From Revelation Old and New: Sermons and Addresses by P.T. Forsyth, edited by John Huxtable (London: Independent Press, 1962)
THE GOODNESS OF GOD
(A College Communion address, as reported in The British Congregationalist, 10th August, 1911.)
"The goodness of God leadeth thee to repentance." Romans 2:4.
THE goodness of God is the old way of saying the love of God. Against the Shorter Catechism it is sometimes charged that we hear nothing of love in the definition of God. That is a hasty error. He is "Holiness, Justice, Goodness (that is, Love), and Truth." You will find it borne in on you as you come into real pastoral contact with the sin of the world, and borne in with the more force as your work searches you with revelations about yourself, that repentance is a ground tone of the Christian life. And you will further find that repentance is produced by God's love far more than by His severity. You will, still further, be driven I trust, to find the supreme expression of God's love to be the Cross of Christ; and you will come to rest in the experience that the Cross of Christ is much more than a refuge from the repentance produced by God's holy law—it is the great and constant source of the truest repentance we can know. As the Cross retires from religion it becomes a religion more and more emptied of repentance.
All that law makes is the sorrow of the world, which works death. The age which is now closing is the age which has seen the reign of law established for the natural world as it never was before; and concurrently the favourite type of religion is divested of the sense of sin, or guilt, in an precedented way; and this even though the action of law has been traced and pressed deep into the windings of the moral world, and the automatic action of Nemesis in character. Culture, even moral culture, ousts theology, and its retreat goes with the abeyance of repentance. A humanist Christianity brings no repentance, or but a sentimental at most. There is a great phrase of Luther's which says "Theology makes sinners." Theology does. Orthodoxy does not, and philosophy does not, and litterae humaniores do not, nor does social reform. But theology does. It makes—not pedants (it is too near life), and not saints (it is too near the burning bush)—but it makes sinners (for God's love there makes repentance).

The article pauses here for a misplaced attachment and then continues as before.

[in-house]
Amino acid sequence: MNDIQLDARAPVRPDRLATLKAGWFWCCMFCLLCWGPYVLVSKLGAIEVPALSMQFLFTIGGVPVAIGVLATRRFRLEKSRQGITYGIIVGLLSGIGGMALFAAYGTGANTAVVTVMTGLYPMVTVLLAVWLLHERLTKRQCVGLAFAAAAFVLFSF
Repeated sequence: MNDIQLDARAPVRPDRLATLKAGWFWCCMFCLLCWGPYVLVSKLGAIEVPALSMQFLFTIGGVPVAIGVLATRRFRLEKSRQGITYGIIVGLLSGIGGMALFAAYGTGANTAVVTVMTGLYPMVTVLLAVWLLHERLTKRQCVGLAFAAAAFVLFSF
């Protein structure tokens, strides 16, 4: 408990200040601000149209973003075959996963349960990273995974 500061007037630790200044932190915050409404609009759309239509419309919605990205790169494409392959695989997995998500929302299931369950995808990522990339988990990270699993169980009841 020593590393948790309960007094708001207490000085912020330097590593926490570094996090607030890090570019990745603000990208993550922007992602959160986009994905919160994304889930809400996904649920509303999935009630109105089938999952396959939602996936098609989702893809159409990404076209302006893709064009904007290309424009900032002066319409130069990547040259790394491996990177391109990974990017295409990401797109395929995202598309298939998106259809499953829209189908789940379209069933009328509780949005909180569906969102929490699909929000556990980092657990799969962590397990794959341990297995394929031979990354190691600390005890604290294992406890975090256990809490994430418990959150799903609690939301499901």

False culture says "No repentance. Sin is a superstition, a nightmare, the fancy of moral neurotics, the fiction of moral rigorists." False religion says "No more repentance. With your conversion, and your forgiveness, and your new sense that God is love, repentance has done its part. It is a frost to the blossom of Christian trust if it come again. Beware, for the sake of your healthy Christian growth, beware of a habit of repentance. Because some need grace, you may not. Or you may not need it all your life."
But you do not think that the prodigal settled in at home to a life of enjoyable religious interests; that he became a cheery and delightful optimist, of the sympathetic kind, which can be so devoid of any moral insight or measure of guilt. You do not think that he settled into his new spiritual place as dully as he found his brother settled in his social place. You do not think he was prepared to love everybody who was interesting enough to be loved, or important enough for him to wish to love, even if they laughed at the moral regulations of the old man's home or the costly passion of his grace. You do not think that he would settle down to hold his brother's view of their father to be as right in its way as his own, and as deserving of publication to the world.